I would like to share with you one personal concept worthy of consideration, and that is the act of your having a cup of tea at the beginning of class.
Like all of you, I have a busy schedule, in my case, teaching at four universities, at my school, writing this column, conducting teacher-training seminars on the weekends and volunteering at Kyushu Cancer Center.
The only time I ever relax is the first fifteen minutes of my elementary school classes. Why? Because these children have more energy than I do. I harness their precious vitality by channeling it into manageable logistics/ writing/speaking challenges.
Here’s how: When the students enter the classroom, of course, I am there at the door to welcome them. While the CD background music fills the room in a welcoming and soothing way, I ask them to hand in their homework and copy the blackboard, which contains the language point for their lesson. I then sit down and relax with a cup of tea as I correct their homework and observe them busily accomplishing all their tasks which are: handing in their homework, copying the blackboard, looking up a word in dictionary, writing their name on the student blackboard, filling in the log to let me know how long they listened to their CD at home and then doing their free study workbooks. As they do all those things, I sit and sip my tea and marvel at their productivity, their ability, their cooperativeness and their desire to please. At quarter past the hour, I start the lesson. Two things have been accomplished. First, the students have acclimated themselves from the Japanese-language world into the English one in a gentle, subtle way without any anxiety or stress. They are now ready to take the next step by speaking and interacting in simple English. And second, I have had a breather from my hectic and busy day. I have had my cup of tea and I am ready to teach.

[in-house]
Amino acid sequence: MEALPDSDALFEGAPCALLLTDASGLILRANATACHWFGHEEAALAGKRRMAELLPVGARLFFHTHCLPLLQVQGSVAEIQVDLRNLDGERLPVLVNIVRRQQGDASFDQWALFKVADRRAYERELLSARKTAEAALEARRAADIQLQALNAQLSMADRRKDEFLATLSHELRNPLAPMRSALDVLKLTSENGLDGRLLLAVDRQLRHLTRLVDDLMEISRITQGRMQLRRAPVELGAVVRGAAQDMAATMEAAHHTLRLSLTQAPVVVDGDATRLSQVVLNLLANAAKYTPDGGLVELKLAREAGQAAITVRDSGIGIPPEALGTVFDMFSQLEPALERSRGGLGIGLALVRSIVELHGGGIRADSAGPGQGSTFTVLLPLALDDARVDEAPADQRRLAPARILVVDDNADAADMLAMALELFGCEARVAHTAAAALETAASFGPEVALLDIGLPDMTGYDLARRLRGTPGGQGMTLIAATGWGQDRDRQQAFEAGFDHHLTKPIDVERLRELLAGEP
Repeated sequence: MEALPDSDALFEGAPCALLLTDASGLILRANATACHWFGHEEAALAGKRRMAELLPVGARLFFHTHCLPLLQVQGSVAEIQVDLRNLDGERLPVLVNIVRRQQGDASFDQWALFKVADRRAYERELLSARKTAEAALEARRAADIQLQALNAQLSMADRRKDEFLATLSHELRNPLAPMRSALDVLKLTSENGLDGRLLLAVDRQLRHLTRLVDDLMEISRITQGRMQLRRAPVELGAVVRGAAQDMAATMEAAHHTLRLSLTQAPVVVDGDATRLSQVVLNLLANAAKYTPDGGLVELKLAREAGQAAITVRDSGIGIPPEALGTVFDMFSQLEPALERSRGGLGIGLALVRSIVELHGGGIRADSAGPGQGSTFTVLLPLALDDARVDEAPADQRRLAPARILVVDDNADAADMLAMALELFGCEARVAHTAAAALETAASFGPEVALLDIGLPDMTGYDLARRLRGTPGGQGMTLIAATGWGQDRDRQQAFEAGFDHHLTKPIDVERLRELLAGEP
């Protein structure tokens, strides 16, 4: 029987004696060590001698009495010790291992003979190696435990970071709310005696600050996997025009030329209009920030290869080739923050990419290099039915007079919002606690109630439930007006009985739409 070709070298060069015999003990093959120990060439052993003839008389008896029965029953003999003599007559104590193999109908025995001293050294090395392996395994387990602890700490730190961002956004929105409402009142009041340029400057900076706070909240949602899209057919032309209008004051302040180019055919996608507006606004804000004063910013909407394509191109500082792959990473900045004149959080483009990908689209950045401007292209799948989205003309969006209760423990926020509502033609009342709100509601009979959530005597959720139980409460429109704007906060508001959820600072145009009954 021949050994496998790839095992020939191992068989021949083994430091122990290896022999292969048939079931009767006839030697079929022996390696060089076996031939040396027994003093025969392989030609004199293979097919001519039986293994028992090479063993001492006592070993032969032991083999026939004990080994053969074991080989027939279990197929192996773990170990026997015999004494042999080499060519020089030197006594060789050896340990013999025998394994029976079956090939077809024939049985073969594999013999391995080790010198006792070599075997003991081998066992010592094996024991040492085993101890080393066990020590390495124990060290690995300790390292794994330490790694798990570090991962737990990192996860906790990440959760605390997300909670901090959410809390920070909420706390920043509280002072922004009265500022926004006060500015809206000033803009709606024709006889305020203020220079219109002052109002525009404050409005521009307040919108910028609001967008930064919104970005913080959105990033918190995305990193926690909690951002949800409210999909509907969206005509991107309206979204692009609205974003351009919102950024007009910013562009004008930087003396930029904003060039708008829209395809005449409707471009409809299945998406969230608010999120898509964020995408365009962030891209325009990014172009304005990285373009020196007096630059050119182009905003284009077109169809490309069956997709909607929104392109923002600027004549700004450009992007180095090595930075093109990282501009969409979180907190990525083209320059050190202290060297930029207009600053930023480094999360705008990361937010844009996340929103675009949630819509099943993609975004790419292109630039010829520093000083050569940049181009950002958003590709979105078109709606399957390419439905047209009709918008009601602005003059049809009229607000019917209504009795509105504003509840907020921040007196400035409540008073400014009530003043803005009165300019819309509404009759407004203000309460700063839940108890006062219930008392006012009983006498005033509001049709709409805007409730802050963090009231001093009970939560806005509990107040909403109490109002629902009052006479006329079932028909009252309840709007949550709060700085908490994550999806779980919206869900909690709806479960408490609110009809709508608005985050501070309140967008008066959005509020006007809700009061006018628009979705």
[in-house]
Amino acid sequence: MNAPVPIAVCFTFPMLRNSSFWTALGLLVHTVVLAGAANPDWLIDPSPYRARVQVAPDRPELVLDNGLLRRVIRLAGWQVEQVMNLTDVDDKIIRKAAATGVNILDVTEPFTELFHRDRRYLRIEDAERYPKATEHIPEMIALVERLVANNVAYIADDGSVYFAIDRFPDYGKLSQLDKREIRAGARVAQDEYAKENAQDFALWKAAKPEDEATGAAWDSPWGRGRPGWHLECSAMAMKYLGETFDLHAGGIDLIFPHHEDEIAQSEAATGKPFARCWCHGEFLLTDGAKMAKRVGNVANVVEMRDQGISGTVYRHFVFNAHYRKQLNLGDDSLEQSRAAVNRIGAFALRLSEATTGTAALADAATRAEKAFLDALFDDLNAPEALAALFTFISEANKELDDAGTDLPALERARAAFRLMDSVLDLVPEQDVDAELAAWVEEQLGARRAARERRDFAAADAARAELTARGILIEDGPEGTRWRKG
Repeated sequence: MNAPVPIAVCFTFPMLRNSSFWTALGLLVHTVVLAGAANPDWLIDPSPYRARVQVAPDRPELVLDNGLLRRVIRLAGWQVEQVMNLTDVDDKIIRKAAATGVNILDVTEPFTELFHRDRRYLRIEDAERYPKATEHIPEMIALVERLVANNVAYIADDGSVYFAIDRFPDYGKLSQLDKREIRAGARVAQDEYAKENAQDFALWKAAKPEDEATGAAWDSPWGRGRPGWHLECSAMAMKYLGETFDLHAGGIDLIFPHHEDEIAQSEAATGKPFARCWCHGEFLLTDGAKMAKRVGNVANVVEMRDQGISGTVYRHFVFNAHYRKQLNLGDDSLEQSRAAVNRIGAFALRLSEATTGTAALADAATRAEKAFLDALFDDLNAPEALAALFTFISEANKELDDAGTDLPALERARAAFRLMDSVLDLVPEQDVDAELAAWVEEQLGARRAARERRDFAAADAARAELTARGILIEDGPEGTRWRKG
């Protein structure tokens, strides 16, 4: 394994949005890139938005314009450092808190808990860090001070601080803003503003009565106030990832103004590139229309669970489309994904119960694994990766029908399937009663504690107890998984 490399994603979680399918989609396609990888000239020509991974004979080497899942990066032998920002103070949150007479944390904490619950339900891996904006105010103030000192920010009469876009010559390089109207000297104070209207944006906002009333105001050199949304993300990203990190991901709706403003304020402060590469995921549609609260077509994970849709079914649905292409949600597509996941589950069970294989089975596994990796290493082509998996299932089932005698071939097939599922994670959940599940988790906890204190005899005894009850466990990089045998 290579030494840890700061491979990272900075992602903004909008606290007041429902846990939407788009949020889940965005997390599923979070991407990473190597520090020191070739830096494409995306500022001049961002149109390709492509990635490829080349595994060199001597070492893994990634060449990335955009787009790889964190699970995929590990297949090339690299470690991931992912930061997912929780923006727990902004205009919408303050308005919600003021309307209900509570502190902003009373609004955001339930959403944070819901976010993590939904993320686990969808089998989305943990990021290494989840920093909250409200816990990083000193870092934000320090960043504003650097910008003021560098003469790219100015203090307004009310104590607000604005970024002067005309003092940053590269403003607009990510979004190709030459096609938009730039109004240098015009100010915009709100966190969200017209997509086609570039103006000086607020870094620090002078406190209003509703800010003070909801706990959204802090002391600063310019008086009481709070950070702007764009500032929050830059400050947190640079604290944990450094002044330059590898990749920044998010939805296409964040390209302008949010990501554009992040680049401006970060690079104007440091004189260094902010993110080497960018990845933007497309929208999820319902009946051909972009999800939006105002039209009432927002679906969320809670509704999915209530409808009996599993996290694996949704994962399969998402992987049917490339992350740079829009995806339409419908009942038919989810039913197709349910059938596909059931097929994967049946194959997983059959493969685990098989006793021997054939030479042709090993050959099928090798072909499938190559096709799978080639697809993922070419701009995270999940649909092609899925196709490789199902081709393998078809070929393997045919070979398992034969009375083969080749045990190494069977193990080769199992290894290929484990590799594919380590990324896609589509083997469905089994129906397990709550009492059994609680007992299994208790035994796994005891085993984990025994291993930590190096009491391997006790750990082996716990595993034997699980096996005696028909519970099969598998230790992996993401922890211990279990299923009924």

I even take it a step further in my junior high and high school classes, by serving the students a cup of tea for themselves to sip as they do the same manageable challenges on a higher level.
The key point is that I do not overtly engage students in English conversation as soon as they enter the classroom. Instead, I let them subliminally adapt to the change in environment by setting up short, manageable writing tasks, which require moving about the room and simple spoken English, such as: Here you are, I’m finished, I forgot my pencil, May I borrow an eraser, Please check, etc.
Please be kind to yourself this year and see if you can orchestrate your initial class activities to allow yourself the luxury of a cup of tea.